US President Donald Trump faced allegations that he paid little or no income tax for years before he came to power, as his cloudy financial past stoked controversy ahead of the first election debate.

The New York Times alleged the billionaire president paid just $750 federal income taxes in 2016, the year he won the White House, and no income taxes at all in 10 of the previous 15 years because he reported losing more money than he made.

Mr Trump, who immediately dismissed the accusations as "totally fake news," is readying to come face to face with his Democratic opponent Joe Biden at a live debate tomorrow.

The Republican leader has broken with presidential tradition by refusing to release his tax returns, fighting a long battle in the courts and triggering speculation about what they might contain.

"First of all, I paid a lot and I paid a lot of state income taxes too... It'll all be revealed," Mr Trump said as he shrugged off the Times story that cited tax data extending more than 20 years.

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The paper said the records "reveal the hollowness, but also the wizardry, behind the self-made-billionaire image" of the president.

Senior Democrat Chuck Schumer took to Twitter, telling everyone who "paid more in federal income tax than President Trump" to raise their hand.

At tomorrow's election debate, millions of Americans will watch as the two antagonists - who depict each other as existential threats to the country - debate live on television.

Mr Trump taunted Mr Biden with the fresh salvo on his mental acuity. "I will be strongly demanding a Drug Test of Sleepy Joe Biden prior to, or after, the Debate on Tuesday night," he tweeted, saying he would take one also.

"His Debate performances have been record setting UNEVEN, to put it mildly. Only drugs could have caused this discrepancy???"

When asked by reporters about the demand, Mr Biden laughed before declining to comment.

Both men are prone to blunders and gaffes when speaking - but the 74-year-old Donald Trump has repeatedly depicted the 77-year-old Joe Biden as senile.

On Saturday, Mr Biden said he expects "personal attacks and lies" from the president, likening Mr Trump to Nazi propaganda chief Joseph Goebbels.

The former vice president has until recently stayed close to his Delaware home due to the challenges of safely campaigning in person for the 3 November election during the pandemic.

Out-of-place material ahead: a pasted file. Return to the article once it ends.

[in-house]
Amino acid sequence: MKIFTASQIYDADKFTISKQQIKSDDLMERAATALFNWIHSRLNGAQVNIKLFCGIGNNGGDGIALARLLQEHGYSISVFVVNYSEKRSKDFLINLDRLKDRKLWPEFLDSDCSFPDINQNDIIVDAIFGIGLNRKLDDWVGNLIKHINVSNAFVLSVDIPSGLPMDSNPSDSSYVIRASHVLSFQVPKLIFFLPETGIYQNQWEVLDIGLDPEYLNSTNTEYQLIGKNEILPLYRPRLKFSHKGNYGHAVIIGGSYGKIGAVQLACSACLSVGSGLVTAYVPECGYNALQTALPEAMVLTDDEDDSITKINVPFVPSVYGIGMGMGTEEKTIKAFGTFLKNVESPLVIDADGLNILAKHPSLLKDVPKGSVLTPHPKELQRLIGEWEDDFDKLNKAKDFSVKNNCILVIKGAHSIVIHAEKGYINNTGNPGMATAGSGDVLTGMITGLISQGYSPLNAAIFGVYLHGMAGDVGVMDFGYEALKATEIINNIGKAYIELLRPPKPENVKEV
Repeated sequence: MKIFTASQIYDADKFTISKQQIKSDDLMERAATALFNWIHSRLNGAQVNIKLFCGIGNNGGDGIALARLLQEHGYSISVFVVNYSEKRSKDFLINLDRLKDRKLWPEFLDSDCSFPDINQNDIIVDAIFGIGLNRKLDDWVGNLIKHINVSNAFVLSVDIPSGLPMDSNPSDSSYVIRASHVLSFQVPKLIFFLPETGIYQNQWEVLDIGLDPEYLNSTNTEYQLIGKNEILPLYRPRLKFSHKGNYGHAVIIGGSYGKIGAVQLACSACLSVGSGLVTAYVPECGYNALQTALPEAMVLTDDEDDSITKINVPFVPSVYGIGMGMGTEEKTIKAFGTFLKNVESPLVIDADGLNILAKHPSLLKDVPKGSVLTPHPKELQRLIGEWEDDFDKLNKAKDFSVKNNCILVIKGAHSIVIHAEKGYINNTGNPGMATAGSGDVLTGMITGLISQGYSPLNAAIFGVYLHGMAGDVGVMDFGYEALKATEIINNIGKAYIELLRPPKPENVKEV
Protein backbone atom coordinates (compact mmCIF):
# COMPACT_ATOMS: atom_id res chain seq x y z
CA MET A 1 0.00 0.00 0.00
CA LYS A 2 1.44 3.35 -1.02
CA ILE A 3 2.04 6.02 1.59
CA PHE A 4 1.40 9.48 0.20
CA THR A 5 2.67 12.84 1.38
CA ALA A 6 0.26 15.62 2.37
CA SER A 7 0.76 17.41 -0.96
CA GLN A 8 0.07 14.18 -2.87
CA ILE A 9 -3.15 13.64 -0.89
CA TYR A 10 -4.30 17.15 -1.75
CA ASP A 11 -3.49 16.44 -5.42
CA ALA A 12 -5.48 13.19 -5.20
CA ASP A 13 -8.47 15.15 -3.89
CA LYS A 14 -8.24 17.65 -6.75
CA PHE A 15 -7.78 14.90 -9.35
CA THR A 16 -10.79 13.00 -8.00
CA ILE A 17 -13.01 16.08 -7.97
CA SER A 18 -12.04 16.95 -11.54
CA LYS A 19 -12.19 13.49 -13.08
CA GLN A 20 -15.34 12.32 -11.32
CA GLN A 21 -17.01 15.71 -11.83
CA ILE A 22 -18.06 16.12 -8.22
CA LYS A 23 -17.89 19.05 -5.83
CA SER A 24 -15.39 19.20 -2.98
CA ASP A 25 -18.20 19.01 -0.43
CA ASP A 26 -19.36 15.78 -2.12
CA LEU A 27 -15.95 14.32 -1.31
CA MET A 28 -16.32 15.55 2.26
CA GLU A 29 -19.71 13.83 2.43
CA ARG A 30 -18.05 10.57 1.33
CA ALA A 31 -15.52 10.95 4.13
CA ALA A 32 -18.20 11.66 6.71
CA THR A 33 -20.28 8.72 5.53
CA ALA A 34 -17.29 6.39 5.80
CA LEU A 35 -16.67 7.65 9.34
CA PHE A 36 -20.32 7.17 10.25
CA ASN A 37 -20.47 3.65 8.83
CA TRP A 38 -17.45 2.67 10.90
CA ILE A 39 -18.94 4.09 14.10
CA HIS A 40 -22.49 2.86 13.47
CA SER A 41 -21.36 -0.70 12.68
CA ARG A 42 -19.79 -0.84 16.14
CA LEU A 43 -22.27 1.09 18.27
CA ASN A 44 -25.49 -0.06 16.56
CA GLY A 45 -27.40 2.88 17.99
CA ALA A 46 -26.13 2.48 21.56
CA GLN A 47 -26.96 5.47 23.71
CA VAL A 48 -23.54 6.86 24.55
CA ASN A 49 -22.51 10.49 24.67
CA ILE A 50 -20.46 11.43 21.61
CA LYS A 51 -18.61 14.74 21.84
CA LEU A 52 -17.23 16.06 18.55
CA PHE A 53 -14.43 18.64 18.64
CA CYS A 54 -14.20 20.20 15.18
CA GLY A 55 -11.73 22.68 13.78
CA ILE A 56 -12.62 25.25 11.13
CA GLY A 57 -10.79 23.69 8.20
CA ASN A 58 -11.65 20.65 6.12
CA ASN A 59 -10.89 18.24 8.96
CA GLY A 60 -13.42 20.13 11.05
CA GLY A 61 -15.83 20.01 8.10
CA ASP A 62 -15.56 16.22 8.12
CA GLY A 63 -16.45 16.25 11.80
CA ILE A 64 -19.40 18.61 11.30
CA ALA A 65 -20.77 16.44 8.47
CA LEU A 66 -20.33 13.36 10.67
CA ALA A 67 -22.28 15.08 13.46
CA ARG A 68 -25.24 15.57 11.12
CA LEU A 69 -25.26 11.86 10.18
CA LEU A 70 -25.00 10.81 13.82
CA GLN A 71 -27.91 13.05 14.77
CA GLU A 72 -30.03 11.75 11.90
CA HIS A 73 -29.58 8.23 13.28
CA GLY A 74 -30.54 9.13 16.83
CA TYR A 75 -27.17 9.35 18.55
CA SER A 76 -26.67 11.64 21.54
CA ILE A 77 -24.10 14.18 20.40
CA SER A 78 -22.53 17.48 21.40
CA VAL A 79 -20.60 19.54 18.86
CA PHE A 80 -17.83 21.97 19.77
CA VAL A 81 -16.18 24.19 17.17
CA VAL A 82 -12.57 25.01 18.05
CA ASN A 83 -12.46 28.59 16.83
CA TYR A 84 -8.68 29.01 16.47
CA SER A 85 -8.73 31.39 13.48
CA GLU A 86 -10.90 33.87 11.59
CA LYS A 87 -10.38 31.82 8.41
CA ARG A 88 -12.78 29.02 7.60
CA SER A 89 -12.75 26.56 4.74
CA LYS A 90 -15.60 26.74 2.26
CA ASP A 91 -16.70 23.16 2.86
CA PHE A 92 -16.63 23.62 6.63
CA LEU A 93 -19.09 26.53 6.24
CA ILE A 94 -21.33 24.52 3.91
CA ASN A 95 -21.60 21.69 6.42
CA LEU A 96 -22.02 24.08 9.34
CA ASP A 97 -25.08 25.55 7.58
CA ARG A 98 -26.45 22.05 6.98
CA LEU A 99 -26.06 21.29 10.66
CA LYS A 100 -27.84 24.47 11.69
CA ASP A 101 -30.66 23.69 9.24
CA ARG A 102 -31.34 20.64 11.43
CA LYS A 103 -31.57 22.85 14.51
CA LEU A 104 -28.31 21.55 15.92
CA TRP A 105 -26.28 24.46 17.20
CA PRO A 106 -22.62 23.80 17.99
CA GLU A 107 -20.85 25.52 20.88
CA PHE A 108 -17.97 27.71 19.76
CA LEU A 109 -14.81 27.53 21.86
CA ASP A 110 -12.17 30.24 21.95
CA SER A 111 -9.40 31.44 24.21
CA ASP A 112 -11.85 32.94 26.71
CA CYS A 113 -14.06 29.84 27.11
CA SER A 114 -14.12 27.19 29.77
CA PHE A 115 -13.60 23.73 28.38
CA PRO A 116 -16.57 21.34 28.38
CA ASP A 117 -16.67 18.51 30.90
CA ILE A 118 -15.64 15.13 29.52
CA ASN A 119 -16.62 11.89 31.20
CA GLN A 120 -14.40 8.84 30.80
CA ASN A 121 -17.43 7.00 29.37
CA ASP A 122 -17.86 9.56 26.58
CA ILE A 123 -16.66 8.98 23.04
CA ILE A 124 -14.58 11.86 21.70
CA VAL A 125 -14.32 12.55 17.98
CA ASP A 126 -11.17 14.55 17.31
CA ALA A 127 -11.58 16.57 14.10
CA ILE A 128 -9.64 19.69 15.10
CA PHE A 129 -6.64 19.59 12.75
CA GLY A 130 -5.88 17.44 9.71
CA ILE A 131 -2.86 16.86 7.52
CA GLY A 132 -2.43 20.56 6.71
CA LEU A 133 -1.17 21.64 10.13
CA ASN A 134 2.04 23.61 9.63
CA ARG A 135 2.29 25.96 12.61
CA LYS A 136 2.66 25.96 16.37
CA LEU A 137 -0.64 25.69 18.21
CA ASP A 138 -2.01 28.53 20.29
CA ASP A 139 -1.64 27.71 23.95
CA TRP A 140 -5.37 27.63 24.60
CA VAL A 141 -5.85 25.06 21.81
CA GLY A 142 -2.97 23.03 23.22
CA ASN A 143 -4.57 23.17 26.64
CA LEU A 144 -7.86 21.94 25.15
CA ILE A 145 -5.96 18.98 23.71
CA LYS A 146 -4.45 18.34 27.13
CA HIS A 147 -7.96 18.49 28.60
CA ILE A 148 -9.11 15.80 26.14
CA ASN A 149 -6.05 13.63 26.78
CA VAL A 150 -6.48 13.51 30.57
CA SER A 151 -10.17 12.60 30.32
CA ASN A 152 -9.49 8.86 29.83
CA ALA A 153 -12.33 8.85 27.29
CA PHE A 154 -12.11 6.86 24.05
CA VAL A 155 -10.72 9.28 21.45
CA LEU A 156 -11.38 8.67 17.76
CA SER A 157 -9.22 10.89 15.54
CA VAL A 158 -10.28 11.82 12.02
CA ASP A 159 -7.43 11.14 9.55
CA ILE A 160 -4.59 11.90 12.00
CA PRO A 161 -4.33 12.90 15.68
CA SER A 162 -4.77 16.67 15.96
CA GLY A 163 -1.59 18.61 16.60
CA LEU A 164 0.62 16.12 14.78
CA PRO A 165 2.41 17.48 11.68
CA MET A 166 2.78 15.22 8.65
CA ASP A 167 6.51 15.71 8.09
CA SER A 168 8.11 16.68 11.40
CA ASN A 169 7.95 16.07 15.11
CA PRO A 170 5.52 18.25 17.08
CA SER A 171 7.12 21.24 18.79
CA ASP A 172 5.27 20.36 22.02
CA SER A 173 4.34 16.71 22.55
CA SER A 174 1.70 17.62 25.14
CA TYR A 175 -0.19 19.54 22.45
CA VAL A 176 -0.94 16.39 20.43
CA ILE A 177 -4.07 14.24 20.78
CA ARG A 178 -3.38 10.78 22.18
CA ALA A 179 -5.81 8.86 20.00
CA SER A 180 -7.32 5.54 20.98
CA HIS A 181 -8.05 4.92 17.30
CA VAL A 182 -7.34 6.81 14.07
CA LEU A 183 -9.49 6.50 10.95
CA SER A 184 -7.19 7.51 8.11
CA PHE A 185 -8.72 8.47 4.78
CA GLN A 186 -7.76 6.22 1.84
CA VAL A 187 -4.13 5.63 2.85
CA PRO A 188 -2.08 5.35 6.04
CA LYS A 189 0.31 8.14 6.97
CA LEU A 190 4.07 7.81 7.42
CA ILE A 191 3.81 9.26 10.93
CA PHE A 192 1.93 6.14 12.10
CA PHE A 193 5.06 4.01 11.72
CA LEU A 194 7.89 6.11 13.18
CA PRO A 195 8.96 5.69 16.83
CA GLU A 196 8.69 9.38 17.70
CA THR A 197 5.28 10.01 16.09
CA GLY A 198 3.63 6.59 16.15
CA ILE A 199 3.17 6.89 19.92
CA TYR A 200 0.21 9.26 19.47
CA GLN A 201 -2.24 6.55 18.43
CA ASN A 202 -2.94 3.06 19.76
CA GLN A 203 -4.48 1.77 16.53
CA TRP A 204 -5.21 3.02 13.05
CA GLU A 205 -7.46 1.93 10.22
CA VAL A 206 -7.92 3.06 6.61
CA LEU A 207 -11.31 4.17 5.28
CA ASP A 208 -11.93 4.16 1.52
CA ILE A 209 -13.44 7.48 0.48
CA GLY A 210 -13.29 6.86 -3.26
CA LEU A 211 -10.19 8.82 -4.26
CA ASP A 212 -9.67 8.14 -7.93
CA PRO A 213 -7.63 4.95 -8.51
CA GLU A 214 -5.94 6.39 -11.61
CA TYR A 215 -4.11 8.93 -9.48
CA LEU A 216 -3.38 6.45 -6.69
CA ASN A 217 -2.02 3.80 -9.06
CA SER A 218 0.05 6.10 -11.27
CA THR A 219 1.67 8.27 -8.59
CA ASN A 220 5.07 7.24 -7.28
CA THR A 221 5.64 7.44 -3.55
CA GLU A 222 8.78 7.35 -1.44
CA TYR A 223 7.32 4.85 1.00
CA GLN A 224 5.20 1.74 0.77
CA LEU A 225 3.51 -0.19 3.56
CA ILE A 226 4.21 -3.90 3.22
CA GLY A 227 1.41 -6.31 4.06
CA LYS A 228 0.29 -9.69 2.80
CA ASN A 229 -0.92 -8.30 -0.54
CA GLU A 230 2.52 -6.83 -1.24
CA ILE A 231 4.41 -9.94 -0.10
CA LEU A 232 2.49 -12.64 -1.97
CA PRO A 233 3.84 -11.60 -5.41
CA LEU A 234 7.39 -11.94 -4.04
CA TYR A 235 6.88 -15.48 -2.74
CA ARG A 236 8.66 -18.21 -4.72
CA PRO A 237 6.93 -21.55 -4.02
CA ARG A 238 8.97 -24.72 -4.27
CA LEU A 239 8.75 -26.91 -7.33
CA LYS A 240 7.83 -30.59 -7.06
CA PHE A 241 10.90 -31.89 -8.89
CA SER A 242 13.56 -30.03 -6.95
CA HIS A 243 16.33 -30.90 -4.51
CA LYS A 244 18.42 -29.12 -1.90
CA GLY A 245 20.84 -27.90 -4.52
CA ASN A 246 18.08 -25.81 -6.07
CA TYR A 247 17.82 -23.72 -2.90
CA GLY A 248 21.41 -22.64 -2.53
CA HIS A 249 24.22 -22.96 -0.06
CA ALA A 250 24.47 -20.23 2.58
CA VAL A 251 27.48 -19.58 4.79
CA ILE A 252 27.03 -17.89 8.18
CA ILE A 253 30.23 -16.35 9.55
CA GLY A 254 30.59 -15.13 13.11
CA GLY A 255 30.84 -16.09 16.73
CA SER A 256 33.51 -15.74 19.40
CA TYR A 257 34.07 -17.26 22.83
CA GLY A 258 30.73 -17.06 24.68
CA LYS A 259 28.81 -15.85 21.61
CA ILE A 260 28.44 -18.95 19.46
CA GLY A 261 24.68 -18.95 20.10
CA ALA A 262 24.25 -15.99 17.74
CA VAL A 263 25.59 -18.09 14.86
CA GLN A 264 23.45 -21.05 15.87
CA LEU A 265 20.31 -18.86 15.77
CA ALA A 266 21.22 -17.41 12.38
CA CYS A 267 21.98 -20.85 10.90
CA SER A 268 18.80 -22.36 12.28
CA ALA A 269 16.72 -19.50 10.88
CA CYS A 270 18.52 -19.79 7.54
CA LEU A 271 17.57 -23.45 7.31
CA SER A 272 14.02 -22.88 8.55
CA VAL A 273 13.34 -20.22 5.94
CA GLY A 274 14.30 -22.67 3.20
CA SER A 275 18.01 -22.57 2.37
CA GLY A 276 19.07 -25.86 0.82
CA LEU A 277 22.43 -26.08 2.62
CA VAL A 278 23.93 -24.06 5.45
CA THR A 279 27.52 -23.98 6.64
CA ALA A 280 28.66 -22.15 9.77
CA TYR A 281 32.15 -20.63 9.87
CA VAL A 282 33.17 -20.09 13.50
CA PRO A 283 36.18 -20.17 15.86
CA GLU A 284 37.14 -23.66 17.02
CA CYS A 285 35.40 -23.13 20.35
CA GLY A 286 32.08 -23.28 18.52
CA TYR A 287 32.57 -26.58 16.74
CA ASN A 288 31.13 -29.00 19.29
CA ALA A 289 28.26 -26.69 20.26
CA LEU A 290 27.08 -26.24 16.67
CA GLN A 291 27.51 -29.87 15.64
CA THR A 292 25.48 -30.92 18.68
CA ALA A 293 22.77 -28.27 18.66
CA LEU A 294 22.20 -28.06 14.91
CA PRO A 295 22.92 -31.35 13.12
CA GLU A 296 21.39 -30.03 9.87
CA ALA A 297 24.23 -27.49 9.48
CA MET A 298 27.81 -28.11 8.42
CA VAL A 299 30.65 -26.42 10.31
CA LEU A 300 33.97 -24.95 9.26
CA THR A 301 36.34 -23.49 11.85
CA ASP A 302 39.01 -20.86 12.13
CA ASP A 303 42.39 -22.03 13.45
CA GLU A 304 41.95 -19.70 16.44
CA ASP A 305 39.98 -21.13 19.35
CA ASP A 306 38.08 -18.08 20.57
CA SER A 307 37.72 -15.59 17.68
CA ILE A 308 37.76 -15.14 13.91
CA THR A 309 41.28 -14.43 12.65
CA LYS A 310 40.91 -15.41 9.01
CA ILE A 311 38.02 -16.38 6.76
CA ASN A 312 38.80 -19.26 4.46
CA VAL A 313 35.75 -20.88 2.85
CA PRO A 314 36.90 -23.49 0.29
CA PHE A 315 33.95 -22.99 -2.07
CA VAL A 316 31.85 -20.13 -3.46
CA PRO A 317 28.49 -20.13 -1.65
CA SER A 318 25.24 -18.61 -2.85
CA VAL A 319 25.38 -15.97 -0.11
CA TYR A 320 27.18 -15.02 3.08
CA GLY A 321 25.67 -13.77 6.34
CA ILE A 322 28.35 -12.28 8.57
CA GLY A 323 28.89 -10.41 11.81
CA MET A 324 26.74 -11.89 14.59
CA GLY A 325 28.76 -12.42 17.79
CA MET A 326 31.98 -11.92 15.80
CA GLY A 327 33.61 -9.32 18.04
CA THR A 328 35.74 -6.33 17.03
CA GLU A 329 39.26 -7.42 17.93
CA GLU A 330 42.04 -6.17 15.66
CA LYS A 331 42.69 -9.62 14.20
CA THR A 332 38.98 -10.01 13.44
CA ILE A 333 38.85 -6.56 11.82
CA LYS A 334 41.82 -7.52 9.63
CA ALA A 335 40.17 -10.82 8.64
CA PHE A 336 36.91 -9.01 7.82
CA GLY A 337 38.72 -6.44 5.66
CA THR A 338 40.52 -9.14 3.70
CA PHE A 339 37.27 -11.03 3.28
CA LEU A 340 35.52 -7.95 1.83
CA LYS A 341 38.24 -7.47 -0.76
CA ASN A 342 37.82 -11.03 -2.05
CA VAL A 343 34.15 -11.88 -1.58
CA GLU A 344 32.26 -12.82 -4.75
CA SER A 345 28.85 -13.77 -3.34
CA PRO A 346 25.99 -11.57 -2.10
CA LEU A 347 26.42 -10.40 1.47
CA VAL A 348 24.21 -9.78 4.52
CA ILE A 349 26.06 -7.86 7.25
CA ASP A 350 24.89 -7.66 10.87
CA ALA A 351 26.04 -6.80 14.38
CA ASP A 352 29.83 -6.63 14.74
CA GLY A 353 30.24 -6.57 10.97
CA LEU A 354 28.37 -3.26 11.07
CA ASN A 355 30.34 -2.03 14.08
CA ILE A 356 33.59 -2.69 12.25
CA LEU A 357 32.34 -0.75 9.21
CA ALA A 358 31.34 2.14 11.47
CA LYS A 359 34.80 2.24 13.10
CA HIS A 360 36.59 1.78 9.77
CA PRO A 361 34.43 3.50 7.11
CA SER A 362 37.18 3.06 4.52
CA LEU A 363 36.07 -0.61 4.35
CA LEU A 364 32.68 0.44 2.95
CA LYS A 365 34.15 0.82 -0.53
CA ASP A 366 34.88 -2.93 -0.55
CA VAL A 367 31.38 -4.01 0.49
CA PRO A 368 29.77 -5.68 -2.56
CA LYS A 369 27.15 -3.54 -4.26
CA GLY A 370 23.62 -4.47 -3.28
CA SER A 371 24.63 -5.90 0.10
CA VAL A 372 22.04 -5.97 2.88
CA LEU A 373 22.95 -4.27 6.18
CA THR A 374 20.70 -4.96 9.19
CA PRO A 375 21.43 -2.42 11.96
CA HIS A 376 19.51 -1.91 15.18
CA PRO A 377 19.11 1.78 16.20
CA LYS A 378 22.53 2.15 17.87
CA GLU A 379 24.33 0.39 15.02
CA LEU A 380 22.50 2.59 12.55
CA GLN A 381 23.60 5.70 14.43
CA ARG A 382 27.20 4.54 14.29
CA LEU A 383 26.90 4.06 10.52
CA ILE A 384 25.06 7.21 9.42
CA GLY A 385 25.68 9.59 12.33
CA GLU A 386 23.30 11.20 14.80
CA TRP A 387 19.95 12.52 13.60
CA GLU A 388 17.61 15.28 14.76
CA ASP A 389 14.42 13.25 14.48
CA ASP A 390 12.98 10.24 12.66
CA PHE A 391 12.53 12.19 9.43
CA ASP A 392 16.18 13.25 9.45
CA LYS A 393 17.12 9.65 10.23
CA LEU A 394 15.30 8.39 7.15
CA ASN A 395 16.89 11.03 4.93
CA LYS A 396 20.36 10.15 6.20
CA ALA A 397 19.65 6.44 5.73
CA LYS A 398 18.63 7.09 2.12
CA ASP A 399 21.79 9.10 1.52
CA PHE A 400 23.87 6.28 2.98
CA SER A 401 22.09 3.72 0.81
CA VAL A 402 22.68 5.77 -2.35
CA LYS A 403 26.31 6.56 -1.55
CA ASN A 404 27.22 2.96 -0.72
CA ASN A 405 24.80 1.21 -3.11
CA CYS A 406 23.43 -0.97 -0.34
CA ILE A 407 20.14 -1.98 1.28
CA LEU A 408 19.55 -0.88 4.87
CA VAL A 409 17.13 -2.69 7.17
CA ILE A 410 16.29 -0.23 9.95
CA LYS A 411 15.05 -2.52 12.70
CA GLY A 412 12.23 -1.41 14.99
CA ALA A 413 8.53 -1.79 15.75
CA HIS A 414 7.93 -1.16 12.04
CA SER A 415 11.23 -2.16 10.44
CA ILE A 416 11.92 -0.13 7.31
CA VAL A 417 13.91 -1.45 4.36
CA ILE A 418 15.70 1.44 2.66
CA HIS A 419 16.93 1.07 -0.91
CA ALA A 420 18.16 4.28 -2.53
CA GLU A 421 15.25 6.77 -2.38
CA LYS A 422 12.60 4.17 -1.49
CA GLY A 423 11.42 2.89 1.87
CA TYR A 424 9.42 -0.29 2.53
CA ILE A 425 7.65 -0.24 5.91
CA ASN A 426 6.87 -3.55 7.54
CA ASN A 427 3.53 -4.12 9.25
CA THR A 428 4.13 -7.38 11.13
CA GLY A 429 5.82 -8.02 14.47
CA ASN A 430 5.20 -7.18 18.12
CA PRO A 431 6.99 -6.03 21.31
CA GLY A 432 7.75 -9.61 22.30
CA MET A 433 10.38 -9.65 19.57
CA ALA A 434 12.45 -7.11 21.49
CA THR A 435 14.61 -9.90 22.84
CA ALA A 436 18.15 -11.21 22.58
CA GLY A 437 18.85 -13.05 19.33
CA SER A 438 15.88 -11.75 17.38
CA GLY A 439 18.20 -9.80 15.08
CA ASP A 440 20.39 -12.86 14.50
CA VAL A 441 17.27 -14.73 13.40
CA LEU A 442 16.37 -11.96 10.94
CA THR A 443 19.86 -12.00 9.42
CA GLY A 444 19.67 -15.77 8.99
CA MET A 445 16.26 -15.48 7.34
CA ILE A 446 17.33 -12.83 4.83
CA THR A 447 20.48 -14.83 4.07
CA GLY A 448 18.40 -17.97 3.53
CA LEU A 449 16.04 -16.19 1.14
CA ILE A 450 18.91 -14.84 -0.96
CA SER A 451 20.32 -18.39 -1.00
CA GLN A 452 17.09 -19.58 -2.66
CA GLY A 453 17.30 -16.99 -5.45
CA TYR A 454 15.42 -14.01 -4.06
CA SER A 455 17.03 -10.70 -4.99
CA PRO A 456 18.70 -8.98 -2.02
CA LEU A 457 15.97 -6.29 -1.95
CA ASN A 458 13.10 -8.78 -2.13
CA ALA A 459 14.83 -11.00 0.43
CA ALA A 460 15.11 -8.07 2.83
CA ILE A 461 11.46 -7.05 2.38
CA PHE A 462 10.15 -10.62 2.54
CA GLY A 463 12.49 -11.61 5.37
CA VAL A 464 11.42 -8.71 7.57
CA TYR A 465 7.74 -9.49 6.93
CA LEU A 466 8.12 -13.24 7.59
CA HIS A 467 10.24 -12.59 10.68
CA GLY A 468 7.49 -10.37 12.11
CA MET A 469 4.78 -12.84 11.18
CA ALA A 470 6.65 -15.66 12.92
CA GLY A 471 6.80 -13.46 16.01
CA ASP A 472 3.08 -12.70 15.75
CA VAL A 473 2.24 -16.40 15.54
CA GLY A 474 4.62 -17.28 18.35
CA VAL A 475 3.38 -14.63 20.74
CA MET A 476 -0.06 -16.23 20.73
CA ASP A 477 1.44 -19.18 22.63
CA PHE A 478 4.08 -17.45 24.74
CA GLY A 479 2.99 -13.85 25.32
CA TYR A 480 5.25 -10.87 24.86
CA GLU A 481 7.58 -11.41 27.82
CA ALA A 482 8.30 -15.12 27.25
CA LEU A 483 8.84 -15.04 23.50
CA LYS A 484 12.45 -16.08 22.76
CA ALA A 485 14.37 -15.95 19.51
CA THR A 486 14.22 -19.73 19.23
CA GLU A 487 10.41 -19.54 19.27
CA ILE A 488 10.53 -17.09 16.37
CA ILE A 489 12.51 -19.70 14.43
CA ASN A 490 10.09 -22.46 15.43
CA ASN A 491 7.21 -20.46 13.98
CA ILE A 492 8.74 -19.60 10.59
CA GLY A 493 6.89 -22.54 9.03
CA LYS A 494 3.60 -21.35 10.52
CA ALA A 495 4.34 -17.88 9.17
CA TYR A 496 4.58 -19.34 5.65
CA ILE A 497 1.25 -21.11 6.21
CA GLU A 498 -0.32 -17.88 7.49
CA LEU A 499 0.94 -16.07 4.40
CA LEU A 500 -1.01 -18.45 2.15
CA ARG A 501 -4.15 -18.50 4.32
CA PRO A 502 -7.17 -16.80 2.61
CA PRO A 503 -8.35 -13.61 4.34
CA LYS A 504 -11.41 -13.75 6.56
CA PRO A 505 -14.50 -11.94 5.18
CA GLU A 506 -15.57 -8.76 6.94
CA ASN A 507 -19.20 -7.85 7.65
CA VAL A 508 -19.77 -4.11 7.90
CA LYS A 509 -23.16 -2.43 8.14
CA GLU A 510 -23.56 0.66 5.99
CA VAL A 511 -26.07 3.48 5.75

Joe Biden

Mr Trump, meanwhile, has been flouting his own government's social distancing guidelines to criss-cross battleground states, speaking frequently at mass rallies where participants are often tightly packed with few masks in sight.

The debate also comes as both sides try to exploit Mr Trump's bid to install conservative Amy Coney Barrett in the late Justice Ruth Bader Ginsburg's seat on the Supreme Court.

Mr Trump sees his nomination of Ms Barrett - potentially tilting the court to the right for years - as a fundamental boost to his troubled campaign.

He told Fox & Friends the Senate will "easily" confirm Ms Barrett before the election, despite furious Democratic opposition.

But Mr Biden hit back, accusing Mr Trump of rushing Ms Barrett's nomination in order to launch a new assault on health care.

He again urged the Senate to delay the confirmation until after the election, noting that early voting had already begun.

"Never before in our nation's history has a Supreme Court justice been nominated and installed while a presidential election is already underway," he said.

Barring a huge surprise, Republican senators, who have 53 out of 100 votes in the upper house of Congress, are expected to confirm Ms Barrett.

The TV debate could be a wildcard, with Mr Trump needing to break through the 200,000 US coronavirus deaths, the long-lasting economic fallout and fatigue at the constant upheaval roiling his administration.

He sees himself as a tough guy and has huge confidence in his prowess on stage.

Yet unlike the fawning treatment he enjoys during his weekly call-ins to Fox News or the adoring atmosphere at rallies, he will find himself facing a determined rival painting him as "toxic" for America.

"When Joe Biden walks onto the debate stage, it will be the first moment in four years where an American has the opportunity to confront Donald Trump for what he's done," Steve Schmidt, a Republican strategist turned outspoken Trump opponent, said on MSNBC.

Frontrunner Joe Biden mainly needs to keep steady against a man who many call a master provocateur.

"There is virtually no doubt that Trump will try to bait him," David Barker, director of the Center for Congressional and Presidential Studies at American University, said.